From Main Street to the Macy’s Parade

Pat Shepherd, owner of Pat’s School of Dance, works with dancers of all ages. Photo by Tim Robison.

Pat Shepherd, owner of Pat’s School of Dance, works with dancers of all ages. Photo by Tim Robison.

When dance teacher and choreographer Pat Shepherd was 16, she received quite a gift. She had studied dance under Beale Fletcher, a noted professional dancer and local instructor during the 1960s. When Fletcher wanted to establish a Hendersonville-based studio, he asked Shepherd to step in.

She spent her junior and senior years of high school running the dance school, teaching lessons, and guiding its direction. In 1971, Fletcher gave her the studio as a graduation gift, and Pat’s School of Dance was born.

Today, approximately 500 students take ballet, tap, jazz, lyrical, and hip-hop lessons each year from Pat and her team of instructors. Preschool students learn the basics of movement; graduating seniors compete on a national level. Shepherd’s affinity for students of all ages is apparent in every class she teaches.

“My favorite things are my children that I teach here,” she says. “I love seeing my kids and miss them every summer.”

Pat’s School of Dance takes a break when school lets out each year, but that doesn’t mean that Shepherd’s creative expression lies fallow. Each September, she heads up the entertainment for the North Carolina Apple Festival, where she selects and coordinates the musical acts which perform throughout the weekend. The music runs a wide gamut, from bluegrass to gospel and Motown to country.

Most years, Shepherd’s students join the parade route to share their jazz and lyrical dance skills with the crowd. This year, several of the senior students were called away for jobs at Disney World or to attend college orientation, so the dance school will take a break from the parade.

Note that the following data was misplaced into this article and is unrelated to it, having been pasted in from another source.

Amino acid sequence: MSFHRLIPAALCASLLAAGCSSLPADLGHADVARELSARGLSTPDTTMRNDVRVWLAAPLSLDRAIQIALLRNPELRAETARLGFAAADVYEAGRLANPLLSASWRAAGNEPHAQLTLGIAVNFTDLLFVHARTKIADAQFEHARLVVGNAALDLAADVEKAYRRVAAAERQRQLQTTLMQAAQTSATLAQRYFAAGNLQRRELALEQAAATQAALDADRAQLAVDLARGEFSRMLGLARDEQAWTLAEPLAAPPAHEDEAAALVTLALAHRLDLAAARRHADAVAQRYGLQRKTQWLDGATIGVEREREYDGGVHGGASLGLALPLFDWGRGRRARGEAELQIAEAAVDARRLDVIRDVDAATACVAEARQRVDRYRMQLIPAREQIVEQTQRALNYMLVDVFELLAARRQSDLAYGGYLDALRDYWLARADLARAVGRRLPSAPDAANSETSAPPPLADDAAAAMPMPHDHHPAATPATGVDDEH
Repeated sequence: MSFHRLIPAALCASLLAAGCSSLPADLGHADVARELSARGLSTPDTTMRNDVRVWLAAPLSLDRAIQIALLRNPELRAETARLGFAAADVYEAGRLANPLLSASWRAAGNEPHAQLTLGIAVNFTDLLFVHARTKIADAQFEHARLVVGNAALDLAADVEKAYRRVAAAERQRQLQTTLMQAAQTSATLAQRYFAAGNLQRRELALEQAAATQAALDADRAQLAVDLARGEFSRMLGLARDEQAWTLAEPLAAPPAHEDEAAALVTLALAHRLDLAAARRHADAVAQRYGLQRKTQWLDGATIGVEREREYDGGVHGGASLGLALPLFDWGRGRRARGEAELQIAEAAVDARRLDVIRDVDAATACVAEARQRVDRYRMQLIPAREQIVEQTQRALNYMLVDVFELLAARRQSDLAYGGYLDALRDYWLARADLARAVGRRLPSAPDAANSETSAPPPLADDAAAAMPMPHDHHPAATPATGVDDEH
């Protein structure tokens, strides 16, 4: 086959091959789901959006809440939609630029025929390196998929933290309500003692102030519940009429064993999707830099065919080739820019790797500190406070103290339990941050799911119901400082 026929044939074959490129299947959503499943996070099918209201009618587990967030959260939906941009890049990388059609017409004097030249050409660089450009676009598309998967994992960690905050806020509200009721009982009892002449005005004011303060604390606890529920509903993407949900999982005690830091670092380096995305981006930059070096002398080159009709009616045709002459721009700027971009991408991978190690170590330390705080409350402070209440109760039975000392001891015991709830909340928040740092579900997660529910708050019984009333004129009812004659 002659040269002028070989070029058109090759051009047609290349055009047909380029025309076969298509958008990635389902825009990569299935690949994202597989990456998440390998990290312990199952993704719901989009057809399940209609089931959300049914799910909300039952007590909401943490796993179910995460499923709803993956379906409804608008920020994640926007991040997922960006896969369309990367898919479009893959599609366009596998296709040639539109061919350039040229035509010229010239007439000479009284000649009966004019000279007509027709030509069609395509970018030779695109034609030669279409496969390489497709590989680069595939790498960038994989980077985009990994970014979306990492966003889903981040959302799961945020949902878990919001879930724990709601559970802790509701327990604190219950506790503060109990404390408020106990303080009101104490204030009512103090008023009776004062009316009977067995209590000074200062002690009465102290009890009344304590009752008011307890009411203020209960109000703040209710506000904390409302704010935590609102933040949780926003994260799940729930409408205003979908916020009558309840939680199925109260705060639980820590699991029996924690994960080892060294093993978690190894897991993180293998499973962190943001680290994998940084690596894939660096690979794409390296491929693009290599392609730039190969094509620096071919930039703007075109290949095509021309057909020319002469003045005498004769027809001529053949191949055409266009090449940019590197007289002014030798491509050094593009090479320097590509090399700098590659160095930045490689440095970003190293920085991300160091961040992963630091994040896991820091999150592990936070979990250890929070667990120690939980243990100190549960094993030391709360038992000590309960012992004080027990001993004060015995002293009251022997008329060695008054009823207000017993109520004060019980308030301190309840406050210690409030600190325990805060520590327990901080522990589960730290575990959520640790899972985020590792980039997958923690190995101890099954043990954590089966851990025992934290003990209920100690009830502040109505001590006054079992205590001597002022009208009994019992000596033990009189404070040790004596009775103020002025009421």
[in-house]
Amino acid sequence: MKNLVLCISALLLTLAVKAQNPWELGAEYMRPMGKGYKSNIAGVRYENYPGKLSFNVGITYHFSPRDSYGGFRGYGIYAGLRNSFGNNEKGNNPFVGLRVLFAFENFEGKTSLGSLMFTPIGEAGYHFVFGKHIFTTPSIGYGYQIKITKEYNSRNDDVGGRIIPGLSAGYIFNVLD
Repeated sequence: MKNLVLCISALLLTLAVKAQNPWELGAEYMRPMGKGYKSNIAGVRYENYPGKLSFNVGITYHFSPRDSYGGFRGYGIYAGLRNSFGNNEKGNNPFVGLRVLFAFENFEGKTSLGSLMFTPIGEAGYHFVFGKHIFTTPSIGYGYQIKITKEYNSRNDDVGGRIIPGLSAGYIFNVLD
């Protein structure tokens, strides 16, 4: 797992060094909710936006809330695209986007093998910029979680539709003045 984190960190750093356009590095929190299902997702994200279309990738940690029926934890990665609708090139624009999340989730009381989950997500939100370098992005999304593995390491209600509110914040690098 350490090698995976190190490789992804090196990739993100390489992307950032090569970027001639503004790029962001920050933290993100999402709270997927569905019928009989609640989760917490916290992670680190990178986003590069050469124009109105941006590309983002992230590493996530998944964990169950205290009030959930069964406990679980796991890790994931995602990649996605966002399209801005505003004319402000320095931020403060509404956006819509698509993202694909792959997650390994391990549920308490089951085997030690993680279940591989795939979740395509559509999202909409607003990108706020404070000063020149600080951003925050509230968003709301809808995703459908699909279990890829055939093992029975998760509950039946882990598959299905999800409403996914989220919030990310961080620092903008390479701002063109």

Shepherd has every intention of featuring new students at next year’s festival, and in the meantime, she asks the crowd to jump in and show off their skills.

“You can dance in the streets and sing the songs that everyone knows,” she says, referring to the interactive atmosphere planned for this year’s festival.

Coordinating the entertainment for an event of this size and stature is no easy task, but Shepherd emphasizes the importance of supporting the region’s apple growers and the city’s culture.

“I’ve done it for the last 35 years, and I’ve done it so long it’s just my community,” she says.

For Andrea Logan-Womack, the Apple Festival is a yearly opportunity to catch up with her former teacher. She remembers marching through the parade as a child and feeling immensely proud to be one of Shepherd’s students.

“It was always a big deal to be part of Pat Shepherd’s dance company,” recalls Logan-Womack. “It was an honorable thing.”

Logan-Womack took lessons at Pat’s School of Dance in the late 1970s and continued through her high-school graduation in the early 1990s. She remembers the “passion and drive” that made Shepherd such an impressive teacher.

For a self-described “shy girl” like Logan-Womack, dancing at Shepherd’s school gave her the confidence to persevere through other challenges in her life.

“Being in her studio was my true home,” she says. “It was my one place where I felt joy and a sense of excitement and hopefulness.”

Logan-Womack now teaches hip-hop and tap at Elevate Life and Art, an organization in Asheville that offers after-school programs and all-ages classes in a wide array of creative disciplines. In recent years, hip-hop has emerged as a viable addition to many dance studios.

Pat’s School of Dance has kept up with changing times by going beyond ballet and jazz. In addition to lyrical — a term for contemporary, interpretive dance that fuses numerous styles — she offers classes specifically for boys. Shepherd and her staff take teaching workshops around the country in an effort to stay current and innovative. She says she’s seen a great response from young dancers who are eager to learn new techniques.

In recent decades, the school has grown into a training ground for young dancers destined for the national stage. Past students have gone on to perform with major companies across the country, danced in Macy’s Thanksgiving Day parades, and appeared on Broadway. Several students were featured in the hit 1987 movie Dirty Dancing, filmed at Lake Lure.

“She taught us far more than dance,” remembers Logan-Womack. “She taught us discipline and a respect — not just for each other, but for ourselves”

Logan-Womack has toured with Ringling Bros. and Barnum & Bailey Circus and performed at Caesars Palace in Las Vegas. It’s a journey that brought her across the country, but she says it all started with Pat’s School of Dance in Hendersonville.

Shepherd is modest when describing her own impact on the local community, preferring to place the praise on the shoulders of her students.

“I guess our students just dream big,” she says. “That’s what we promote at the studio: you can do anything you want to do; just follow your dream.”

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